ARF-GEF wrote:I think you should wait more than a week. I think patience is a key skill in locksmithing, (especially at the beginning for example at repining locks).
And don't worry to much if you made a bit of an ass of yourself. Everyone does that now and then, and everyone knows that everyone does that .

Just go in sometimes and ask a few questions. Most locksmiths (at least the ones which will be presumably the best teachers) won't resist to have a nice chat about locks and maybe even teach you a few things about specific locks. Maybe buy something small now and then and use that occasion as a conversation starter.
A good intelligent talk always leaves a good impression.
If you do that once every 2 weeks or so he might offer you a job himself in a few months. I think of it like that: in the worst case I had a nice chat with someone who knows a lot more about locks than I do. Just don't bother when he is busy, simply ask him whether he has the time to chat around. My experience is that the pleasant ones which I would like to work with can usually spare a few minutes pretty much any time.
I did just that and I got offered a job a few times even though I wasn't looking for one. Although eventually one made an offer I couldn't refuse <insert Godfather theme song here>.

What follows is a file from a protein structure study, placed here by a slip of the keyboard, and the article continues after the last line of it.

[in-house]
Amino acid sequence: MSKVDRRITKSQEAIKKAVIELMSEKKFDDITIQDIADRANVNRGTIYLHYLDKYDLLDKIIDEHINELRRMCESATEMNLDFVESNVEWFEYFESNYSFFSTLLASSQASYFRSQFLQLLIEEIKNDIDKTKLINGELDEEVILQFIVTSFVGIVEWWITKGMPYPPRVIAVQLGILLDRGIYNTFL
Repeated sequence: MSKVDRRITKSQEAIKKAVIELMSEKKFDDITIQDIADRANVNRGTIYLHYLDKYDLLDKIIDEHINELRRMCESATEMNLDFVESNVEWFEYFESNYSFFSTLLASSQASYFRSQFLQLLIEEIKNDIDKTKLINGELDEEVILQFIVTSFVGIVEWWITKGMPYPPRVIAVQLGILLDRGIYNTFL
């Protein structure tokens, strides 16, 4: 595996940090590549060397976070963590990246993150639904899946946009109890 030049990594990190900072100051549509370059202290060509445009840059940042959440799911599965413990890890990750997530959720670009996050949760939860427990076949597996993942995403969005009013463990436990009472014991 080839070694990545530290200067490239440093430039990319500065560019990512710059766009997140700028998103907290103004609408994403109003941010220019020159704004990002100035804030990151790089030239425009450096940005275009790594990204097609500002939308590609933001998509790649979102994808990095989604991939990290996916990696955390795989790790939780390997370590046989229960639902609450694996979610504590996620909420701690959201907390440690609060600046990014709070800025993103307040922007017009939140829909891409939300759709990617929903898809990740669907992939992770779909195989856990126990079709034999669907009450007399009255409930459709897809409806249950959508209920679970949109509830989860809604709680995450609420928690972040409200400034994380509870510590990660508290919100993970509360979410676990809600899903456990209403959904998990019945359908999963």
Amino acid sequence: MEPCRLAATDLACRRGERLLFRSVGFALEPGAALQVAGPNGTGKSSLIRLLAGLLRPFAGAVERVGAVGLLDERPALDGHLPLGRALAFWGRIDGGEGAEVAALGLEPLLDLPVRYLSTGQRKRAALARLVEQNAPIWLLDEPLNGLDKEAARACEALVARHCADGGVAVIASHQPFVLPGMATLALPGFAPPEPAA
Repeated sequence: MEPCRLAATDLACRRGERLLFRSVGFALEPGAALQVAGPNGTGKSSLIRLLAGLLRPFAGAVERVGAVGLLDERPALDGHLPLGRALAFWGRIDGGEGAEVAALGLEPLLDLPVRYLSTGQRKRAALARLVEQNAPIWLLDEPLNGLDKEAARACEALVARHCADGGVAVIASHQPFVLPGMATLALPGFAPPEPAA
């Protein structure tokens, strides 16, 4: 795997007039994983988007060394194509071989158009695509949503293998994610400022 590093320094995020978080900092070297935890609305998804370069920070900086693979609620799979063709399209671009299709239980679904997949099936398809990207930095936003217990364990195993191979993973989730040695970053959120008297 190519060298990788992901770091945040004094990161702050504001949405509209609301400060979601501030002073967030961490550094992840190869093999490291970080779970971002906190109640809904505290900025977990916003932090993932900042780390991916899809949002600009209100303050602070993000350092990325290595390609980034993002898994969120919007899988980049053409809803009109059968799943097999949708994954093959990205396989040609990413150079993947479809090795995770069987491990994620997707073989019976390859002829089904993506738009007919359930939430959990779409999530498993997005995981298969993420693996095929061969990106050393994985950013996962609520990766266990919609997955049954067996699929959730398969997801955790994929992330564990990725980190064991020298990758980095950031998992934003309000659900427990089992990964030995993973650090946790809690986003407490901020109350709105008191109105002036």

And as others said: be nice, polite and respectful. Show that you want to work and that you are motivated. I think I got the job because the owner saw the potential in me: that I know the locks a little bit and that I have enthusiasm and diligence.(At least I hope so...:D To be honest I've never dared to ask why he wanted me to work there so much, I'm just happy that he did.)


I'm a bit worried about talking locks with him, not necessarily because he's intimidating, but more so because my age leads me to look more like a trouble maker than anything. I think I agree with the other posts on staying away from the topic of SPP'ing.

easy-e wrote:
Alera wrote:So when I talked to him, I kind of made a fool of myself, and the conversation lasted a total of about one minute, and he rejected me.
He said "Nope, maybe in the summer. I'm making it pretty well as a one man shop around here." Is there any coming back from that without pissing him off, or am I screwed?

How did you make a fool of yourself?